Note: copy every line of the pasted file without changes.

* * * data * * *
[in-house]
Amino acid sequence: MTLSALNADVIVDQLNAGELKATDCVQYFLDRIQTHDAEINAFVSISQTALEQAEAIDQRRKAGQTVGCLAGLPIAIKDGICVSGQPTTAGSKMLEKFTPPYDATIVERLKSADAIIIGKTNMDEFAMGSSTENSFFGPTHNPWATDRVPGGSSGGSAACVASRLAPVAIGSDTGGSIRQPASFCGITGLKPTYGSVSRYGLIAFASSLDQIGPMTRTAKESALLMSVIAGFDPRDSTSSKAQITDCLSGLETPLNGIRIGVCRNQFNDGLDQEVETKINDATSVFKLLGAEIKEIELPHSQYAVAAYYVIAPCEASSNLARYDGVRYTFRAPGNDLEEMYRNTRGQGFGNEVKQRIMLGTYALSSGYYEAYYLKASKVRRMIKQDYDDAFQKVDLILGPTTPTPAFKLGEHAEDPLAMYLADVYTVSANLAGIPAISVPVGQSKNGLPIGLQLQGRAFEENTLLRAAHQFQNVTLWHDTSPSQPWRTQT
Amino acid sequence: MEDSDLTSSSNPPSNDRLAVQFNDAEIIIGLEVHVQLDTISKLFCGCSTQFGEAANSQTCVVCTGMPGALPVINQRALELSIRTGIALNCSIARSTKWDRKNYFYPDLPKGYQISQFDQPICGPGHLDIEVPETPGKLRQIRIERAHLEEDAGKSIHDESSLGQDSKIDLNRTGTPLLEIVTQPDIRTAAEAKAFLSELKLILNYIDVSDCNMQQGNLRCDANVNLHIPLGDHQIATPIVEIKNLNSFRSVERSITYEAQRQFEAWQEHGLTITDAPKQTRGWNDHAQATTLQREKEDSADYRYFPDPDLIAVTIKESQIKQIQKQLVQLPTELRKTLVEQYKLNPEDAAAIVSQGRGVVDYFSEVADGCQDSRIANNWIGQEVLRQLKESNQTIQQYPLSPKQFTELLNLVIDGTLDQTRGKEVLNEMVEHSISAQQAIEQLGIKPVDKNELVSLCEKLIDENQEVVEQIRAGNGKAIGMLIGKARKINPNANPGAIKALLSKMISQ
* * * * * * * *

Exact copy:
[in-house]
Amino acid sequence: MTLSALNADVIVDQLNAGELKATDCVQYFLDRIQTHDAEINAFVSISQTALEQAEAIDQRRKAGQTVGCLAGLPIAIKDGICVSGQPTTAGSKMLEKFTPPYDATIVERLKSADAIIIGKTNMDEFAMGSSTENSFFGPTHNPWATDRVPGGSSGGSAACVASRLAPVAIGSDTGGSIRQPASFCGITGLKPTYGSVSRYGLIAFASSLDQIGPMTRTAKESALLMSVIAGFDPRDSTSSKAQITDCLSGLETPLNGIRIGVCRNQFNDGLDQEVETKINDATSVFKLLGAEIKEIELPHSQYAVAAYYVIAPCEASSNLARYDGVRYTFRAPGNDLEEMYRNTRGQGFGNEVKQRIMLGTYALSSGYYEAYYLKASKVRRMIKQDYDDAFQKVDLILGPTTPTPAFKLGEHAEDPLAMYLADVYTVSANLAGIPAISVPVGQSKNGLPIGLQLQGRAFEENTLLRAAHQFQNVTLWHDTSPSQPWRTQT
Amino acid sequence: MEDSDLTSSSNPPSNDRLAVQFNDAEIIIGLEVHVQLDTISKLFCGCSTQFGEAANSQTCVVCTGMPGALPVINQRALELSIRTGIALNCSIARSTKWDRKNYFYPDLPKGYQISQFDQPICGPGHLDIEVPETPGKLRQIRIERAHLEEDAGKSIHDESSLGQDSKIDLNRTGTPLLEIVTQPDIRTAAEAKAFLSELKLILNYIDVSDCNMQQGNLRCDANVNLHIPLGDHQIATPIVEIKNLNSFRSVERSITYEAQRQFEAWQEHGLTITDAPKQTRGWNDHAQATTLQREKEDSADYRYFPDPDLIAVTIKESQIKQIQKQLVQLPTELRKTLVEQYKLNPEDAAAIVSQGRGVVDYFSEVADGCQDSRIANNWIGQEVLRQLKESNQTIQQYPLSPKQFTELLNLVIDGTLDQTRGKEVLNEMVEHSISAQQAIEQLGIKPVDKNELVSLCEKLIDENQEVVEQIRAGNGKAIGMLIGKARKINPNANPGAIKALLSKMISQ